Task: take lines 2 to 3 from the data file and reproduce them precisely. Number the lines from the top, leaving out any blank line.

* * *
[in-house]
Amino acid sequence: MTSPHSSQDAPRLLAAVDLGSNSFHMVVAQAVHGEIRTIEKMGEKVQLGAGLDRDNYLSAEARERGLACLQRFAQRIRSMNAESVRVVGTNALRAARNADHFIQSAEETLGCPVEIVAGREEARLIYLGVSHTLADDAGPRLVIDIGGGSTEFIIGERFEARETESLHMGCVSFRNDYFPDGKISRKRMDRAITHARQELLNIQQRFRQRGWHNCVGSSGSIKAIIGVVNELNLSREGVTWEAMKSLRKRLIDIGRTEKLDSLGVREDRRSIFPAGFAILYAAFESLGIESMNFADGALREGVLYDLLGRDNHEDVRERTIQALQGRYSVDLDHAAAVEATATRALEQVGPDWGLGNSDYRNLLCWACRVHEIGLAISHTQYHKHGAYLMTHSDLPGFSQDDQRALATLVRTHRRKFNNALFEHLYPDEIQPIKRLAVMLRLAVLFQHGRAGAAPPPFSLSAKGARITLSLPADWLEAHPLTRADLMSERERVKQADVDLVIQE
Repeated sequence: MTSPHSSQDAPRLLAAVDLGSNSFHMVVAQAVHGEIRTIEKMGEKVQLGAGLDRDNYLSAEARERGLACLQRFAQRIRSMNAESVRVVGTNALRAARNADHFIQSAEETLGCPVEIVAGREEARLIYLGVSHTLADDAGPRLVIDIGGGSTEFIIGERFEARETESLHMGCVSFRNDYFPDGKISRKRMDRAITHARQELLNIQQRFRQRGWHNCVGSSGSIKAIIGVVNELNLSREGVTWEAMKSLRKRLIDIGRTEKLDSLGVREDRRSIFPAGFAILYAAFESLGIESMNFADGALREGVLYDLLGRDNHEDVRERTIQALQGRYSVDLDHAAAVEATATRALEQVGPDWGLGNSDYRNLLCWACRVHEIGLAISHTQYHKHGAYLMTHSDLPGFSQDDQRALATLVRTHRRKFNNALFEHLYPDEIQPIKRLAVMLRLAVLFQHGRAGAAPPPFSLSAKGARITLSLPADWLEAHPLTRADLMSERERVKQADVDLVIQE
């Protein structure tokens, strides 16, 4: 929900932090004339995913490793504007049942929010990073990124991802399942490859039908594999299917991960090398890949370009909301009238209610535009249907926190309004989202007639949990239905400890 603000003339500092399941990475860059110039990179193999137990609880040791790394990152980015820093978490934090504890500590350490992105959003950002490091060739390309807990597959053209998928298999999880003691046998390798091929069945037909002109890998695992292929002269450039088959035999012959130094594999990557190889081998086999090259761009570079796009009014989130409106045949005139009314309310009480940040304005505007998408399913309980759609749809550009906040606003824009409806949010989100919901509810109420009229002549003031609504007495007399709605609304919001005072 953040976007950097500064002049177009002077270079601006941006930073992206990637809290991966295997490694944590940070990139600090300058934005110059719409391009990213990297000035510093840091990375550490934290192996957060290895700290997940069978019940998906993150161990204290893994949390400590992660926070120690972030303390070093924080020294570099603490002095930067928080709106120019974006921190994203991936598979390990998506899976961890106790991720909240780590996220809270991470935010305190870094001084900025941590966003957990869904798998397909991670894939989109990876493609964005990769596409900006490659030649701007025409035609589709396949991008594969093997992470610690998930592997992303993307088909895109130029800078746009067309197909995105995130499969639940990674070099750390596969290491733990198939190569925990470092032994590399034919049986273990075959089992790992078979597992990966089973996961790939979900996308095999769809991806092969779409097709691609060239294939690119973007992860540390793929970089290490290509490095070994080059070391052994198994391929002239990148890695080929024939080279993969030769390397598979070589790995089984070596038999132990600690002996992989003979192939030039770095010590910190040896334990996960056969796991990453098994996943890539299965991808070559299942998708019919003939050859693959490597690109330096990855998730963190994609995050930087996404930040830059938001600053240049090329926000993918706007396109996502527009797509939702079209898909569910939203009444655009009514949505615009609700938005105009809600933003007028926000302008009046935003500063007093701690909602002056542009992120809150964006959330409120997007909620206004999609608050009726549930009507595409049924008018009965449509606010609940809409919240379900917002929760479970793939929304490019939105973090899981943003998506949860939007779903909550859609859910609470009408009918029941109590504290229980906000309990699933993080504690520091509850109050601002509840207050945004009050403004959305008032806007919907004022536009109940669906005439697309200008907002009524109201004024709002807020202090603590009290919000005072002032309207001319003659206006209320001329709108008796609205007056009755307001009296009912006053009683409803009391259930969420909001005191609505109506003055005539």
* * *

Amino acid sequence: MTSPHSSQDAPRLLAAVDLGSNSFHMVVAQAVHGEIRTIEKMGEKVQLGAGLDRDNYLSAEARERGLACLQRFAQRIRSMNAESVRVVGTNALRAARNADHFIQSAEETLGCPVEIVAGREEARLIYLGVSHTLADDAGPRLVIDIGGGSTEFIIGERFEARETESLHMGCVSFRNDYFPDGKISRKRMDRAITHARQELLNIQQRFRQRGWHNCVGSSGSIKAIIGVVNELNLSREGVTWEAMKSLRKRLIDIGRTEKLDSLGVREDRRSIFPAGFAILYAAFESLGIESMNFADGALREGVLYDLLGRDNHEDVRERTIQALQGRYSVDLDHAAAVEATATRALEQVGPDWGLGNSDYRNLLCWACRVHEIGLAISHTQYHKHGAYLMTHSDLPGFSQDDQRALATLVRTHRRKFNNALFEHLYPDEIQPIKRLAVMLRLAVLFQHGRAGAAPPPFSLSAKGARITLSLPADWLEAHPLTRADLMSERERVKQADVDLVIQE
Repeated sequence: MTSPHSSQDAPRLLAAVDLGSNSFHMVVAQAVHGEIRTIEKMGEKVQLGAGLDRDNYLSAEARERGLACLQRFAQRIRSMNAESVRVVGTNALRAARNADHFIQSAEETLGCPVEIVAGREEARLIYLGVSHTLADDAGPRLVIDIGGGSTEFIIGERFEARETESLHMGCVSFRNDYFPDGKISRKRMDRAITHARQELLNIQQRFRQRGWHNCVGSSGSIKAIIGVVNELNLSREGVTWEAMKSLRKRLIDIGRTEKLDSLGVREDRRSIFPAGFAILYAAFESLGIESMNFADGALREGVLYDLLGRDNHEDVRERTIQALQGRYSVDLDHAAAVEATATRALEQVGPDWGLGNSDYRNLLCWACRVHEIGLAISHTQYHKHGAYLMTHSDLPGFSQDDQRALATLVRTHRRKFNNALFEHLYPDEIQPIKRLAVMLRLAVLFQHGRAGAAPPPFSLSAKGARITLSLPADWLEAHPLTRADLMSERERVKQADVDLVIQE